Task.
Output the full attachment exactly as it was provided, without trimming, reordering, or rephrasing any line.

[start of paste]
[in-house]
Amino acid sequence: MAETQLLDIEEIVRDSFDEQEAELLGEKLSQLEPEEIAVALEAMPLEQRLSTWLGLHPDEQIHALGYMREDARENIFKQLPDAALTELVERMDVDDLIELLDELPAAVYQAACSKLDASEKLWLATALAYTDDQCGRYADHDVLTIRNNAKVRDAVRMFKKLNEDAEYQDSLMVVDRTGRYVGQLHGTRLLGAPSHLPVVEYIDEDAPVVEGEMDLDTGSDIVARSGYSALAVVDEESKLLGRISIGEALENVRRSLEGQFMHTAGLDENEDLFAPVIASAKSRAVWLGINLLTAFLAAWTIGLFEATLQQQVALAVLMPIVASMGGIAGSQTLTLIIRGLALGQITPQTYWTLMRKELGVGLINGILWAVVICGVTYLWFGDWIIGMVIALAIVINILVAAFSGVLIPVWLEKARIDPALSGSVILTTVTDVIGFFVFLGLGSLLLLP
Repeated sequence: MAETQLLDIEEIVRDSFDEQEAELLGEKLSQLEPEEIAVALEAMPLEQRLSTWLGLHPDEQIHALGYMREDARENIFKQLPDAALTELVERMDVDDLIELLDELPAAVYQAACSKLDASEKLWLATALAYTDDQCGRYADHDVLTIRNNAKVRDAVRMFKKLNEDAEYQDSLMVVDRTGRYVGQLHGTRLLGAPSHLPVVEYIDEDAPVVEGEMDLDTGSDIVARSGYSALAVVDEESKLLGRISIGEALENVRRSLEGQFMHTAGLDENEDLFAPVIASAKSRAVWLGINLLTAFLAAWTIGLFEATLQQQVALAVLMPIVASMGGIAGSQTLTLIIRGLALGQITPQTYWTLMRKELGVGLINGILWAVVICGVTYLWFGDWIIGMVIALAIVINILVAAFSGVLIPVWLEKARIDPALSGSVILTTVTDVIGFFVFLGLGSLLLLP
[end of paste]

[in-house]
Amino acid sequence: MAETQLLDIEEIVRDSFDEQEAELLGEKLSQLEPEEIAVALEAMPLEQRLSTWLGLHPDEQIHALGYMREDARENIFKQLPDAALTELVERMDVDDLIELLDELPAAVYQAACSKLDASEKLWLATALAYTDDQCGRYADHDVLTIRNNAKVRDAVRMFKKLNEDAEYQDSLMVVDRTGRYVGQLHGTRLLGAPSHLPVVEYIDEDAPVVEGEMDLDTGSDIVARSGYSALAVVDEESKLLGRISIGEALENVRRSLEGQFMHTAGLDENEDLFAPVIASAKSRAVWLGINLLTAFLAAWTIGLFEATLQQQVALAVLMPIVASMGGIAGSQTLTLIIRGLALGQITPQTYWTLMRKELGVGLINGILWAVVICGVTYLWFGDWIIGMVIALAIVINILVAAFSGVLIPVWLEKARIDPALSGSVILTTVTDVIGFFVFLGLGSLLLLP
Repeated sequence: MAETQLLDIEEIVRDSFDEQEAELLGEKLSQLEPEEIAVALEAMPLEQRLSTWLGLHPDEQIHALGYMREDARENIFKQLPDAALTELVERMDVDDLIELLDELPAAVYQAACSKLDASEKLWLATALAYTDDQCGRYADHDVLTIRNNAKVRDAVRMFKKLNEDAEYQDSLMVVDRTGRYVGQLHGTRLLGAPSHLPVVEYIDEDAPVVEGEMDLDTGSDIVARSGYSALAVVDEESKLLGRISIGEALENVRRSLEGQFMHTAGLDENEDLFAPVIASAKSRAVWLGINLLTAFLAAWTIGLFEATLQQQVALAVLMPIVASMGGIAGSQTLTLIIRGLALGQITPQTYWTLMRKELGVGLINGILWAVVICGVTYLWFGDWIIGMVIALAIVINILVAAFSGVLIPVWLEKARIDPALSGSVILTTVTDVIGFFVFLGLGSLLLLP